Which now bring us to the question of how the tax-man is actually going to decide which foods are healthy or not. What foods will this 20% tax be applied to? Butter perhaps? Surely the bacon will get whacked with the tax. So if we don't want to hand over one-fifth of our breakfast money to the cafeteria bully, I guess we will have to eat Quaker 100% Natural Granola, Oats, Honey n' Raisins. That was sarcasm actually, click those links and you'll see what I mean. We are lied to so often by "health officials," the media and so forth, that it's hard for anyone to actually know what we are actually supposed to be eating. This is one big reason the government cannot regulate what food can or cannot be purchased with food stamp benefits (.pdf), despite much public outrage over the years about how those benefits are spent.
Here we can also point out the fact that in many states things like soda-pop are already taxed, and require a nickel deposit per container. So we can foresee the failure of a proposed tax on a wider selection of foods labeled as "unhealthy" since the current tax is already proved to be no deterrent. Even if the government were to impose a 100% tax on things like a 99-cent gallon of store-brand fruit-punch flavored high fructose corn syrup, it will still be cheaper than a $6 gallon of orange juice, that may not actually be any healthier anyway.
on the verge of winding up on food stamps. Such a tax might even be the proverbial straw that breaks the camel's back, and finally shoves a person or a family into poverty as they see 20% of their grocery budget swept away into the pocket of the tax man. Meanwhile, the folks who have already slipped below the poverty line, the ones we know are most at risk for obesity, are tax-exempt when they swipe their EBT card. So best case scenario is that this big plan to tax people into better health, will still completely pass by the people who need better food the most. Not to mention that it will actually encourage people on food stamps to use those benefits for junk food, or even to become exploited in fraud where they purchase these items for other people in exchange for cash. The higher the tax rate, the more profitable such fraud would become. So some might say we must remove the tax exemption, but all that would do is again, remove 20% of the grocery budget for people already on the edge of starvation, and force taxpayers to pay poor people's taxes. Basically it would be a double-tax on the working stiff for an idea that will never achieve its stated goal of encouraging people eat foods that are deemed to be more healthy.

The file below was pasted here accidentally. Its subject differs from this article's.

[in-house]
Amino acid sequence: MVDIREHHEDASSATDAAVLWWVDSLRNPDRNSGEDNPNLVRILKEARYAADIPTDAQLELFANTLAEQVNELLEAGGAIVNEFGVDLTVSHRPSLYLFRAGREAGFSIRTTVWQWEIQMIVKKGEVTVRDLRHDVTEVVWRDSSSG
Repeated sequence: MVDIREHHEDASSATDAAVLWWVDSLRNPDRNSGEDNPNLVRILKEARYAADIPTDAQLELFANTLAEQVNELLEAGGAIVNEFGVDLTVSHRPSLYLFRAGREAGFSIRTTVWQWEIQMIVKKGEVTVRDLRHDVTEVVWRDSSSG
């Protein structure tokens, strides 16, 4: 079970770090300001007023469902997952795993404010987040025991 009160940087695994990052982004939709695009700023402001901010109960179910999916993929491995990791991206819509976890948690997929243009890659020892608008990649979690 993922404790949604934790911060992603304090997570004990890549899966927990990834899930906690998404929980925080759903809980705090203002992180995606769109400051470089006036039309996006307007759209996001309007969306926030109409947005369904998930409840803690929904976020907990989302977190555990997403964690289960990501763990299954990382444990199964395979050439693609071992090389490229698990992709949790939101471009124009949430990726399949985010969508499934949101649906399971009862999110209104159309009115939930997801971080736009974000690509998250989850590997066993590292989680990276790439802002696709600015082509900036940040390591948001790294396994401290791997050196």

Which now brings us to another startling point. Studies show that people have already made a conscious effort to move away from fatty, sugary, and salty foods toward what were are told is a more healthy diet, to no avail. We are already eating more of what they tell us to eat to be healthy, yet we are still getting fatter and sicker by the year. The only conclusion that can be drawn there is that we are being lied to, suffering terrible health consequences as a result, and then being blamed for those consequences.
This graph is from a UK study, but is comparable to the US considering that we share very similar lifestyles, and is also relevant considering that these health concerns are now a global issue:
So we can see here a moderate decrease in vegetable purchases, but hardly enough to cause an epidemic of obesity and non-communicable disease. Especially considering an offset with a dramatic increase of fruits, which are often touted as the wonder drug for anti-obesity. Then too, especially considering the graph on the right, which shows a severe downturn in sugar, a significant downturn in fat, and a moderate downturn in salt. From those figures we might conclude that obesity is a actually a result of trying to eat more healthy. That theory is not quite in keeping with the data either though, considering that the obesity epidemic didn't starts until the 1980's but the food-type trend began in the 1940's. Either way, it seems logical to conclude from that data that obesity has some other cause than the types of food we are eating.
|Prevalence of Obesity|
genetically modified, and that those crops are in turn used in so very many other products, any shopper is already hard-pressed to find completely natural and organic foods. Especially considering that GM foods don't have to be labeled, and that the whole "organic" labeling trend is more of a public relations stunt than a mark of true organic foods. Even something as simple as beef, straight from the butcher's block at your local supermarket, is processed food. It is fed genetically modified grain, pumped full of steroids and growth hormones to bring it to market faster, and then after slaughter the meat is exposed to another whole series of industrial chemical processes.
There is so much more information out there about obesity and what is being done to our food supply, but given the information shared here we can conclude that a consumer "fat tax" on any foods is, at best, ineffective in combating our public health crisis. Our government has already shown negligence in failing to protect the consumer from the corporate predators, despite the billions of dollars we already pay in taxes for regulatory agencies such as the FDA and the EPA. For the government to become openly complicit and turn a direct profit from the killing of citizens, well that would be a high crime on a level the world has rarely seen from the most tyrannical regimes throughout history.
Codex Alimentarius and 'Soft Kill' Eugenics